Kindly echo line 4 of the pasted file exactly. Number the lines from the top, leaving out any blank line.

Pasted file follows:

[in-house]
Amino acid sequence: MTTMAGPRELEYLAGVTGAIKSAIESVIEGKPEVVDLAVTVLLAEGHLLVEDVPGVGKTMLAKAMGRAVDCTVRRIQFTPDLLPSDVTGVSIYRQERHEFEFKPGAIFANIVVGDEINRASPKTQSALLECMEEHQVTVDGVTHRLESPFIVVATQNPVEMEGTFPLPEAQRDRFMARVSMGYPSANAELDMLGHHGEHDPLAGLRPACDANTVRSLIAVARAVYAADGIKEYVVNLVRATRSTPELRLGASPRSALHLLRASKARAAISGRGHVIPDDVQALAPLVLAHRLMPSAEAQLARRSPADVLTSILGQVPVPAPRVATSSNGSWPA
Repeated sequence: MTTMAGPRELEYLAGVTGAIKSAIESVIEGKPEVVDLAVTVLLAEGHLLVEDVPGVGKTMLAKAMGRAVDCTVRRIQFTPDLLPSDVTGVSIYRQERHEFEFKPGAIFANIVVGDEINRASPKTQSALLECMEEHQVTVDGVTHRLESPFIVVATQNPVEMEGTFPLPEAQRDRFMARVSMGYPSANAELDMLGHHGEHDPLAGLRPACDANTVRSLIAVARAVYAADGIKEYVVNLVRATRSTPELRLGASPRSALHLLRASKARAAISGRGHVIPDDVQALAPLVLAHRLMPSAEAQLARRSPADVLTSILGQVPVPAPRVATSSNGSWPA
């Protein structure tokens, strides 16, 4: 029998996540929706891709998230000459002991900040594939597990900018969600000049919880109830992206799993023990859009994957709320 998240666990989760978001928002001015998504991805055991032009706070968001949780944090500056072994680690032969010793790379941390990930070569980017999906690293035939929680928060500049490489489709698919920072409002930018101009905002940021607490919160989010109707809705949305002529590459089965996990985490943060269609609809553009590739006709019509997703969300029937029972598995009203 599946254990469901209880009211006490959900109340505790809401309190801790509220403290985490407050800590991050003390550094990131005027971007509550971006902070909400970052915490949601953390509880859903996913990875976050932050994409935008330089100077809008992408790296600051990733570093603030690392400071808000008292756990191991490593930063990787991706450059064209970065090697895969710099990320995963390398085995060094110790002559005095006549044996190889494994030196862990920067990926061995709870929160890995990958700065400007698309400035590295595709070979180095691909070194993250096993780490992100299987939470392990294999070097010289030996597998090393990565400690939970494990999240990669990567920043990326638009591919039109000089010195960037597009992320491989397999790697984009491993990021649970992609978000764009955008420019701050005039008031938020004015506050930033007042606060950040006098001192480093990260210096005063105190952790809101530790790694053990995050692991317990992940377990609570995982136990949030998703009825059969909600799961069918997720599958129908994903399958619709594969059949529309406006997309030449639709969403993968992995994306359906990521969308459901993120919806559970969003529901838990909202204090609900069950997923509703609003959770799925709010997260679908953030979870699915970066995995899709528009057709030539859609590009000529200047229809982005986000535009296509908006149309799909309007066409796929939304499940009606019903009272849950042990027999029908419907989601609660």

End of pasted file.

């Protein structure tokens, strides 16, 4: 029998996540929706891709998230000459002991900040594939597990900018969600000049919880109830992206799993023990859009994957709320 998240666990989760978001928002001015998504991805055991032009706070968001949780944090500056072994680690032969010793790379941390990930070569980017999906690293035939929680928060500049490489489709698919920072409002930018101009905002940021607490919160989010109707809705949305002529590459089965996990985490943060269609609809553009590739006709019509997703969300029937029972598995009203 599946254990469901209880009211006490959900109340505790809401309190801790509220403290985490407050800590991050003390550094990131005027971007509550971006902070909400970052915490949601953390509880859903996913990875976050932050994409935008330089100077809008992408790296600051990733570093603030690392400071808000008292756990191991490593930063990787991706450059064209970065090697895969710099990320995963390398085995060094110790002559005095006549044996190889494994030196862990920067990926061995709870929160890995990958700065400007698309400035590295595709070979180095691909070194993250096993780490992100299987939470392990294999070097010289030996597998090393990565400690939970494990999240990669990567920043990326638009591919039109000089010195960037597009992320491989397999790697984009491993990021649970992609978000764009955008420019701050005039008031938020004015506050930033007042606060950040006098001192480093990260210096005063105190952790809101530790790694053990995050692991317990992940377990609570995982136990949030998703009825059969909600799961069918997720599958129908994903399958619709594969059949529309406006997309030449639709969403993968992995994306359906990521969308459901993120919806559970969003529901838990909202204090609900069950997923509703609003959770799925709010997260679908953030979870699915970066995995899709528009057709030539859609590009000529200047229809982005986000535009296509908006149309799909309007066409796929939304499940009606019903009272849950042990027999029908419907989601609660």